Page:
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Hemyock Castle
Ancient Heart of the Blackdowns

Feudal, Medieval and Castle Terms (T to Z)




Tax levied on boroughs and on the tenants living on royal estates.

Tally Stick:

Small wooden stick, often hazel, with special notches which denoted the amount of money. Originally, accounts were verified by placing wooden tallies in the boxes marked on a check table cloth, hence the Exchequer.

Although Treasury officials had been instructed in 1726 to use paper records rather than tallies, wooden tallies were still used until the dissolution of the Court of Exchequer, in 1826. On 16th October 1834, two officials burning obsolete tally sticks in the cellars caused a fire which burned down most of the British Houses of Parliament. The Houses of Parliament were finally rebuilt between 1852 and 1870. They were bombed in 1941 and rebuilt after WWII.

Tenant in Chief:

Lord or institution (often the Church) holding land directly from the King. All Earls were Tenants in Chief.

Teutonic Knights:

German Fighting Order with main bases in Prussia, Hungary and Germany. Recruited almost exclusively from German speaking peoples of Europe.


Originally meaning a Military Companion to the King. Came to mean a land-holding administrative office.

Third Penny:

The local earl's one-third share of fines in shire or hundred courts, often allocated afterwards to a particular manor or church as income.


One tenth of a person's produce and income, due as a tax to support the church.

Ton (weight):

20 hundredweight or 2240 pounds. The "Long Ton."


Rite of shaving the crown of the head of the person joining a monastic order or the secular clergy. It symbolised admission to the clerical state.


Tournament. Mock combat for knights.

Town Air is Free Air:

Words used in the charters of many towns, to proclaim the freedom of any escaped serf who lived there for a year and a day without being claimed by his lord.

T.R.E. (tempora regis Eduardis):

Abbreviation in the Domesday Book meaning in the time of King Edward the Confessor – the last King recognised as lawful by William the Conqueror – whose death on 5th January 1066 initiated the events leading to the Norman Conquest. So, the Domesday Book uses the reign of King Edward – not King Harrold – as the lawful baseline for land holdings and taxation.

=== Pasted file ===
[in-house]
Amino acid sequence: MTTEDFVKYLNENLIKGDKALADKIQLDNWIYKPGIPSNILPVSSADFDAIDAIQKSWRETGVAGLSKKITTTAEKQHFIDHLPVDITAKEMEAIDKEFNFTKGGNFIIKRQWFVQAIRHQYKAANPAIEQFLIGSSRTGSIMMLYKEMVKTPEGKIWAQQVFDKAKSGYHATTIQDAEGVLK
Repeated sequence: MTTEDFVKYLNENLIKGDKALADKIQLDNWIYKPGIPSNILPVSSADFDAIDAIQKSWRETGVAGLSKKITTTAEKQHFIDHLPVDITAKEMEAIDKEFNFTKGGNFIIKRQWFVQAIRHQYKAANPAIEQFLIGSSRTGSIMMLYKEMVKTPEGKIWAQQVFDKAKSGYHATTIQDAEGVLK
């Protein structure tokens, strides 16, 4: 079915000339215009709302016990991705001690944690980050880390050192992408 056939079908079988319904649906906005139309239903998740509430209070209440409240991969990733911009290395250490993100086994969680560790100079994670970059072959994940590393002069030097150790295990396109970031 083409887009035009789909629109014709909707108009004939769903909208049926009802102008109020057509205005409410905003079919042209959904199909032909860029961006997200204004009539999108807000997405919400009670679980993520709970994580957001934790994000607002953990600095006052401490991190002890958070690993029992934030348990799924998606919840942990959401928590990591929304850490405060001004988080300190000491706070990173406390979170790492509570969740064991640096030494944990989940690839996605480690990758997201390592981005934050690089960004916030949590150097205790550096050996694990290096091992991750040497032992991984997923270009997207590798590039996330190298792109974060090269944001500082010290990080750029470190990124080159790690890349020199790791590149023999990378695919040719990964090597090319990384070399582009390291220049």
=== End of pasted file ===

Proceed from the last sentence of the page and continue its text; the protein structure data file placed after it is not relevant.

Chief financial officer of the realm, and senior officer of the Exchequer.


Siege engine in the form of a giant sling.

Trial by Combat (Also Trial by Battle):

Medieval process of determining guilt, or a dispute, by combat between the accuser and the accused. Sometimes, champions were permitted. The assumption was that God would intervene and decide the case. Officially abolished in Britain in 1819.


One of the timber frames built to support the roof over the great hall.


The right to cut peat or turf, also the place where these are cut. Most of the hills around Hemyock had turbaries.


Type of wooden drawbridge pivoted on an axle and working like a see-saw, with a counter-weight attached to the end nearer the gateway. This required a large chamber below the bridge to receive the counterweight. The Hemyock drawbridge is believed to have been the simpler hinged type with counter-weights on the hoisting cables.


A small tower rising above and resting on one of the main towers, usually used as a look out point.



Term meaning that the youngest son would inherit the estate or office of his father. This was customary in some Devon farming families until modern times. The logic was that the older sons would marry and be helped to move away onto new lands, leaving the youngest son to stay at home, help his parents and eventually inherit. See also Borough-english.


Cellar, crypt, or basement under a building.

Universal Suffrage:

Electoral system where all adults from all backgrounds who meet the same basic qualifying conditions, have the right to vote in elections; meaning that men & women, rich & poor, have an equal right to vote. Some small groups of people such as felons may be excluded, but there should be no onerous obstacles or qualifying conditions which prevent ordinary people from registering or voting.

Widely regarded as the best & fairest electoral system, but can result in the larger number of poorer voters voting for unsustainable levels of taxation on the smaller number of richer voters; leading eventually to problems.

Also, despite pressure to reduce the minimum voting age, there are fears that some younger people would not have the maturity, life experience, or independence from the influence of teachers & parents etc. necessary to cast an informed vote.


The interest charged on a loan. Forbidden by medieval Christian church law (based upon an interpretation of the Bible), and also for some Moslems.

This led to the growing importance of Jews as money lenders to all including the State. Later, the resulting debts owed to such Jews, when deliberately highlighted for political reasons, probably contributed much to the widespread hostility to and the subsequent massacres of whole Jewish communities.

The medieval Knights Templar were given special dispensation from law against usury. As a result they became very wealthy during the crusades, effectively forming themselves into an international financial organization. The order was later suppressed, notably by the King of France who seized its wealth.



Free man who held land (fief) from a lord to whom he paid homage and swore fealty. He owed various services and obligations. These were primarily military but he was also required to advise his lord and pay him the traditional feudal aids required on the knighting of the lord's eldest son, the marriage of the lord's eldest daughter and the ransoming of the lord should he be held captive.


Administrative unit containing about 5 to 10 Hides and inhabitants. Equivalent to the secular parish. The vill usually contained several manors. As the feudal system declined, the vill took over importance from the hundred and manor. Later, the parish took on the duties and responsibilities, for example during the nineteenth century, the sick, poor, and destitute sometimes relied on the parish for aid.